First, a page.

The Environmental Protection Agency (EPA) announced this week that $2 billion from President Biden’s Bipartisan Infrastructure Law would be allocated to addressing emerging contaminants like per- and polyfluoroalkyl substances (PFAS) in drinking water sources across the country. With this funding, which will be made available to small, rural, and disadvantaged communities, the government aims to improve access to safe and clean drinking water and reduce levels of toxic PFAS chemicals, which have been linked to cancer and other serious health problems. If you or someone you know developed cancer or another major illness after being exposed to PFAS in drinking water, contact Consumer Safety Watch today. You may be able to pursue compensation for the injuries you have suffered as a result of PFAS exposure.
The Bipartisan Infrastructure Law is a once-in-a-generation investment to help communities nationwide combat PFAS pollution and safeguard drinking water sources. The law includes a total investment of $5 billion over five years to help communities that have been the most affected by PFAS contamination in drinking water. The initial $2 billion in funding will be used to “prioritize infrastructure and source water treatment for pollutants, like PFAS and other emerging contaminants, and to conduct water quality testing,” the EPA stated in a news release published on February 13, 2023.
PFAS, or per- and polyfluoroalkyl substances, are a group of man-made chemicals used to make consumer and industrial products that resist heat, water, grease, and stains. Unfortunately, these same qualities mean PFAS break down very slowly and are persistent in the environment, making the chances of being exposed to them very high. Humans can be exposed to PFAS in the air, soil, food, and water, and the toxic chemicals can build up in the human body over time and cause harmful health effects.
“Too many American communities, especially those that are small, rural, or underserved, are suffering from exposure to PFAS and other harmful contaminants in their drinking water,” said EPA Administrator Michael S. Regan in announcing the $2 billion funding for addressing PFAS and other emerging contaminants. “Thanks to President Biden’s leadership, we are investing in America and providing billions of dollars to strengthen our nation’s water infrastructure while safeguarding people’s health and boosting local economies. These grants build on EPA’s PFAS Strategic Roadmap and will help protect our smallest and most vulnerable communities from these persistent and dangerous chemicals.”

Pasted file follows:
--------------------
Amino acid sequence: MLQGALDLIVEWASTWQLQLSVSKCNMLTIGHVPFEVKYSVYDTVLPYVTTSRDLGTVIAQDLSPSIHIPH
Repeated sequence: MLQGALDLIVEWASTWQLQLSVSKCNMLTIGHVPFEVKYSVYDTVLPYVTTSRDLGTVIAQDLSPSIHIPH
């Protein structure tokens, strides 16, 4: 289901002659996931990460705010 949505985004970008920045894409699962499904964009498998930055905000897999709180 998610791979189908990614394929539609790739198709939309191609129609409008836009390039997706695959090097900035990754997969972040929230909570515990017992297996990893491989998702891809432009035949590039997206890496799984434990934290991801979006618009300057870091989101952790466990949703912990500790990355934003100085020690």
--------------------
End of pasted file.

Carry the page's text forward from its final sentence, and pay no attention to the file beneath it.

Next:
One of the most well-known sources of human exposure to PFAS occurred at Marine Corps Base Camp Lejeune, where the drinking water is known to have been contaminated with PFAS from at least 1953 through 1987. During that time, it is estimated that one million U.S. Marines, their family members, and others drank and bathed in Camp Lejeune’s water and were thus exposed to harmful, cancer-causing chemicals like benzene, vinyl chloride (VC), trichloroethylene (TCE), tetrachloroethylene, and perchloroethylene (PCE).
Thanks to a new bipartisan bill passed in August 2022, veterans and others who developed cancer, birth defects, Parkinson’s disease, and other adverse health outcomes after being exposed to PFAS in the drinking water at Camp Lejeune finally have an opportunity to pursue compensation from the U.S. government for the harm they have suffered. The Camp Lejeune Justice Act of 2022 opens up a two-year window during which individuals who lived, worked, or were exposed in-utero to PFAS-contaminated water at Camp Lejeune between 1953 and 1987 can file a claim against the government, including those whose injury claims were previously denied or delayed.
A number of scientific studies over the years have examined the potential link between PFAS exposure and harmful health effects in humans. If you or a loved one suffered exposure to PFAS at Camp Lejeune or from some other source of contamination, contact Consumer Safety Watch to find out how we can help. You may be entitled to compensation for the harm you and your loved ones have suffered, which you can pursue by filing a PFAS water contamination lawsuit against the chemical manufacturer or other at-fault parties.